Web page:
Job-related Stress and Well-being Among Teachers: A Cross Sectional Study

  •  Ruth Wong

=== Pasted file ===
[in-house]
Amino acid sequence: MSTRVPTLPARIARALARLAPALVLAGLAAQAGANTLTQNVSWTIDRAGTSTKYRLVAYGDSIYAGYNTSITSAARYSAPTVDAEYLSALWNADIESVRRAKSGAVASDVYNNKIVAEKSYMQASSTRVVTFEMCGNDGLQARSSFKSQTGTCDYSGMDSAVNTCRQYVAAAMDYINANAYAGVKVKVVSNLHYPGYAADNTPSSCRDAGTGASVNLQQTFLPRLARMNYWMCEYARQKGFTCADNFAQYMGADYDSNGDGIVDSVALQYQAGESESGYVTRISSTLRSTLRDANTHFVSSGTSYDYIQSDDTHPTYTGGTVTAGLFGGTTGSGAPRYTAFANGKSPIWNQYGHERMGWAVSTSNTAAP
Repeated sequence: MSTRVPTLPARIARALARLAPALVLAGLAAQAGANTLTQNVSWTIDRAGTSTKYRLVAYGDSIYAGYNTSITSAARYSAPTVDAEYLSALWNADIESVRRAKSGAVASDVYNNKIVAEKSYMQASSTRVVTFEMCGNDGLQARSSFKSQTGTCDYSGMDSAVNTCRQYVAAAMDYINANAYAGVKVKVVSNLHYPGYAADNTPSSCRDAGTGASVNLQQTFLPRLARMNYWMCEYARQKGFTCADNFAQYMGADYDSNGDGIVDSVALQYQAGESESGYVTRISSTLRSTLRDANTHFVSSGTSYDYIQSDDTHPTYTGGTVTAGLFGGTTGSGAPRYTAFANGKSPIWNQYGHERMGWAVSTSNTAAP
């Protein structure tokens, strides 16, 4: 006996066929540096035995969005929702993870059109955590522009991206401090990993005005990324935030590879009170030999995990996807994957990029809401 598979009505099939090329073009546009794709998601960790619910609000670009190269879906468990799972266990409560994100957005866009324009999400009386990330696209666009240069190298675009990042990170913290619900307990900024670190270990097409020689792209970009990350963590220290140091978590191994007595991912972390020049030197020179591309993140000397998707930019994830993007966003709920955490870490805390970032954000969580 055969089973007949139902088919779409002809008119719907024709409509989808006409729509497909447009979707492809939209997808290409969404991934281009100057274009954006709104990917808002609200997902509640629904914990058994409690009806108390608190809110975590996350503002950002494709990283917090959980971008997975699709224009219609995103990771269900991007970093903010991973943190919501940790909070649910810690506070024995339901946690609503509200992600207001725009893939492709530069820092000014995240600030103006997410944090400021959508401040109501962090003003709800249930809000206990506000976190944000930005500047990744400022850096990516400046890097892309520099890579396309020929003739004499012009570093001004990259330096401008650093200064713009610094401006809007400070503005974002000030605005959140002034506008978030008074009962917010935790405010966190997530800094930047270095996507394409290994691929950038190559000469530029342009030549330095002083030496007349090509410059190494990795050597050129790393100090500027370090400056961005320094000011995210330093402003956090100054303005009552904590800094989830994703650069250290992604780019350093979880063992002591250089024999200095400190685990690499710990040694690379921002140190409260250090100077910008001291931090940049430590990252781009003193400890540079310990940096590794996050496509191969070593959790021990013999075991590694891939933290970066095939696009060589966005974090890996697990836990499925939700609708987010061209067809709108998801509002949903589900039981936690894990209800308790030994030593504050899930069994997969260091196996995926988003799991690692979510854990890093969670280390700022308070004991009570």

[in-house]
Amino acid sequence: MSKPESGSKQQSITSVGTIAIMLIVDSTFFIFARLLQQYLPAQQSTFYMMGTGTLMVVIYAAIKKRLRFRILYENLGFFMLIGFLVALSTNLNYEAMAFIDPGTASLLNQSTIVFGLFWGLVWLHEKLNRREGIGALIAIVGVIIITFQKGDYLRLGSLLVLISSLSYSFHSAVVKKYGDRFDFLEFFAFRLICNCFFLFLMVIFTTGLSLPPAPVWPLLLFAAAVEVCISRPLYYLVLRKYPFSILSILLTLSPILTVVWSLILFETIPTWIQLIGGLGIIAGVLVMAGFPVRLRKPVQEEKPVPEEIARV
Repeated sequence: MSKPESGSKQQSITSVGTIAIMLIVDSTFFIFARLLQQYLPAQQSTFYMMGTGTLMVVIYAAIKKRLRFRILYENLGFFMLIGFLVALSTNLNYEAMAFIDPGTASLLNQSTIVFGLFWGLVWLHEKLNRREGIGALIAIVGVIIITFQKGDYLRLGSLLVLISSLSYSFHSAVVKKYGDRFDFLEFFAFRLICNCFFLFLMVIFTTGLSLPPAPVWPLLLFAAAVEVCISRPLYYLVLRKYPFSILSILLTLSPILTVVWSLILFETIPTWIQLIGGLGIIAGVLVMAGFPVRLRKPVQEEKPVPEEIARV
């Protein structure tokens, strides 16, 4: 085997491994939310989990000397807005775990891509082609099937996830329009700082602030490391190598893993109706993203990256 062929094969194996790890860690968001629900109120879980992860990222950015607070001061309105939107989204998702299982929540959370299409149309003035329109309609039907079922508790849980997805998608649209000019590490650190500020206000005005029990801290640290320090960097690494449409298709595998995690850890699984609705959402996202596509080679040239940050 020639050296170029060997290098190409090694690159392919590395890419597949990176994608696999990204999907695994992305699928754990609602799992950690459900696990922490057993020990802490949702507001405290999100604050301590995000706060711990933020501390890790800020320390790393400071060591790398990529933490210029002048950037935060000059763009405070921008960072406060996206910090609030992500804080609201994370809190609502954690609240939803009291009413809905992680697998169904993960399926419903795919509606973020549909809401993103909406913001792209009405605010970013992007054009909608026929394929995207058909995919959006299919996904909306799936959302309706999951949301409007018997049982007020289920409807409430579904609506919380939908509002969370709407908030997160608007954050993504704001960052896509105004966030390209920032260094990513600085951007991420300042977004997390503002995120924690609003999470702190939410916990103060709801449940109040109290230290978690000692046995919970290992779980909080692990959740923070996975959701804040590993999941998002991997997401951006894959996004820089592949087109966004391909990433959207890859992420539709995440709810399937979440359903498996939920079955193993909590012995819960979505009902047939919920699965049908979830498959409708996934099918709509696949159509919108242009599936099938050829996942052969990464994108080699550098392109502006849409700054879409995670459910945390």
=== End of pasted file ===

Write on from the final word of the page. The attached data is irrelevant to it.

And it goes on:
Teachers are believed to be a profession which brings relatively high job satisfaction as well as high level of stress in their job settings because of various reasons such as heavy workload, long teaching hours, large class size, students’ disciplinary problems, cramped classrooms, excessive administrative work and so on. To examine what the main stressors are and whether gender and teaching experiences will make a difference on how teachers perceive job-related stress, this study has designed a questionnaire called Stress and Job Satisfaction Scale for Teacher (SJSST) to explore the issues. Results showed that school teachers faced moderate level of job-related stress. The main stressors were ‘demands from job’, ‘work-life balance’ and ‘control over work’. It was also found that male teachers had higher level of stress in general. ‘Psychosocial work environment’, ‘health & well-being’, and ‘relations at work’ were found to have significant difference between male and female teachers. According to the results of ANOVA, years of teaching experience were significant for all stressors. Teachers with more than 30 years of teaching experience received highest level of stress from ‘demands from job’ and ‘work-life balance’ among other groups of teachers. Teachers with 11-20 years of experience had highest level of stress from ‘control over work’ and ‘psychosocial work environment’. While teachers with 6-10 years of experience, they suffered highest level of stress from ‘health and well-being’, ‘future and change’, ‘relations at work’, and ‘physical environment’.

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